We need to get a better idea of what it costs to produce what we sell. We don’t do enough to manage those costs. What can you suggest?
Thoughts of the Day: Managing cost to produce is one of the most important activities any organization can decide to tackle. Establish measures to analyze. Assign someone to do the tracking. Figure out industry standards.
Your company exists to produce and deliver goods and services that your customers purchase. The goal is to understand and find ways to control and reduce costs while focusing on optimally profitable customers and goods to sell. A good understanding of components can also help the company manage as inflation creeps into an economy recovering from recession.
Industry standard measures to track and analyze:
• COGS % = Cost of Goods Sold / Revenue; include all costs to produce and deliver, including shipping, labor and materials. I recommend also analyzing sales commissions as a variable cost, but not sales salaries which is fixed and have no direct relationship to whether the product or service is sold.
• Cost of Labor / Revenue and Cost of Materials / Revenue help identify which sub-component is going up or down.
• Inventory Turns improves cash flow and reduces risk of obsolete and lost parts. The simplest formula = (COGS total for a year) / (Average Inventory for a year). Establish that formula for a given period and watch how it moves as you add and drop months.
• Days to Clear Inventory = Turns / 365 days, gives you an idea of how many days inventory sits before being used.
Per unit analysis will help on a more granular level:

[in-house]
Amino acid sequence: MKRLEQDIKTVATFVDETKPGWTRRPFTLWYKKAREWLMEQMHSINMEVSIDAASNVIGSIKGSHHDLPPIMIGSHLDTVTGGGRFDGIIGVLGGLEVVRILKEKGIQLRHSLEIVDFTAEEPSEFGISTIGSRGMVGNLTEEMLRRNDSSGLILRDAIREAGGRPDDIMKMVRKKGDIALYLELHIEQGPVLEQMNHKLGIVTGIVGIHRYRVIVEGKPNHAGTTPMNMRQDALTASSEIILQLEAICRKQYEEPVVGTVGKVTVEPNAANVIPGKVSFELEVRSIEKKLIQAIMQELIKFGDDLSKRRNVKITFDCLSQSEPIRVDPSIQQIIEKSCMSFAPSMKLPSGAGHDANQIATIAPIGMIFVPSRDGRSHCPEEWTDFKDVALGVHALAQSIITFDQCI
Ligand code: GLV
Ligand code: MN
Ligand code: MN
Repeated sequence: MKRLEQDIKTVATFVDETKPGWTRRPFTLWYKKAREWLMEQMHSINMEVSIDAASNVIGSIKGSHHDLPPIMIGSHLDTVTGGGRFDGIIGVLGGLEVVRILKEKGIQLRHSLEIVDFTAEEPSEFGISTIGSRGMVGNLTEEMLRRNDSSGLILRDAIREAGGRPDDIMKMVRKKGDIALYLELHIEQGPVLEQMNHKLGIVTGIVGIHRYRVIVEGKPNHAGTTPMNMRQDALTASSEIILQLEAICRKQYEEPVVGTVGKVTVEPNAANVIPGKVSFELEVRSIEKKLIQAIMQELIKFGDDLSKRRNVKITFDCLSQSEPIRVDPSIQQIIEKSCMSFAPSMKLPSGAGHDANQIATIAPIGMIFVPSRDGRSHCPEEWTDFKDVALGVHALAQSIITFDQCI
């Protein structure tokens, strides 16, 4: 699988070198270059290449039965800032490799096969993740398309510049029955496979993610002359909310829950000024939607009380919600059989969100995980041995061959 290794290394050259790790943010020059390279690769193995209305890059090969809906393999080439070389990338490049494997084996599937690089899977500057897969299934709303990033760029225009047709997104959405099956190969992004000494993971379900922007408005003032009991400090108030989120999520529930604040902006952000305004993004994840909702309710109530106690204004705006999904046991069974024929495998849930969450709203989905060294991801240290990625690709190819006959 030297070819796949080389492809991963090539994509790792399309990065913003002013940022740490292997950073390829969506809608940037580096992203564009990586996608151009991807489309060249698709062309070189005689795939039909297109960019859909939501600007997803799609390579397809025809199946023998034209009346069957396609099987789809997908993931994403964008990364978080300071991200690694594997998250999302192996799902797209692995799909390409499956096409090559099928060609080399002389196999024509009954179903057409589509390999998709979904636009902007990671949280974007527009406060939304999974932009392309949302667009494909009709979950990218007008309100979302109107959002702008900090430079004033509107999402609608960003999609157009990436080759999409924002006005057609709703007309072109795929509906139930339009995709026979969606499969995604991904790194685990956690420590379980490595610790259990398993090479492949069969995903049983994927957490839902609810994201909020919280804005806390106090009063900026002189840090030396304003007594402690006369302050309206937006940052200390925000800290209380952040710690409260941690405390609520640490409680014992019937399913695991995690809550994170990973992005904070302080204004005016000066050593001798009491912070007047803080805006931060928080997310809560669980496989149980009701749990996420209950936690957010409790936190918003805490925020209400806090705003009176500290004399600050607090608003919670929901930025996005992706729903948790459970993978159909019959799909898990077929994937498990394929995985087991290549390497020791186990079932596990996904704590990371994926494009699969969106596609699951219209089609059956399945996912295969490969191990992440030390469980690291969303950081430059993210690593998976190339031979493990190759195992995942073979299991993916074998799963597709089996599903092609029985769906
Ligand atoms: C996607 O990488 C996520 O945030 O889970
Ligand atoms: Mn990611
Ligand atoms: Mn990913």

• Cost / unit produced helps evaluate pricing and production = (COGS, including commissions) / (units produced)
• Contribution / unit tells about selling margin = (selling price – variable cost to produce) / (units produced).
• Transportation / unit, Fuel / unit, Labor / unit, Material / unit, etc. reveal trends that impact overall profit.
• Breakeven output = company’s fixed costs (overhead) / cost per unit produced, tells you how many components you have to produce to cover your costs.
Profit / customer by product and overall will help direct future sales efforts.
Accurate data is key. Tracking data is usually assigned to finance even though the data are coming from operations. Two groups within the organization, looking at the same data from different points of view, can lead to productive debate, ability to spot more trends and more ideas about what to do when a concern arises.
Controlling inventory is challenging for most companies. Inventory is constantly on the move from supplier to storage to installation before being charged to customers. Most accounting systems have modules that allow bar code readers to scan inventory in and out. A policy that suppliers will not be paid without a purchase order and scan provides control over parts. Audit of POs vs. customer invoices reduces missed items.
Analyze costs as trends over time to identify when changes are happening. Graph out the data to make trends easier to see. Meet regularly to review and discuss what the graphs are saying and compare that to issues and obstacles in operations and sales.
Look for seasonal variations, as well as overall economic changes. For example, if gas spikes, overall Cost of Goods Sold might not go up a lot because fuel is such a small part of the total. But transportation/unit and fuel/unit would spike indicating that a fuel surcharge is in order.
Every industry has benchmarks for standard measures, for example: COGS% total, material, labor; Turns; and Days to Clear Inventory. Get the benchmarks and compare how your company is doing. Once you know your numbers set goals to improve results that will contribute to increased profitability.
Looking for a good book? Try “Company P&L Economics: Economic Measures for Managing Revenue, Costs and Profitability” by William F. Christopher.
Andi Gray is president of Strategy Leaders Inc., strategyleaders.com, a business consulting firm that specializes in helping entrepreneurial firms grow. She can be reached by phone at (877) 238-3535. Do you have a question for Andi? Please email it to AskAndi@StrategyLeaders.com or mail to Andi Gray, Strategy Leaders Inc., 5 Crossways, Chappaqua, N.Y. 10514. Visit AskAndi.com for an entire library of Ask Andi articles.
A version of this article appeared in the print edition of the Business Journal for the week of Jan. 21, 2013.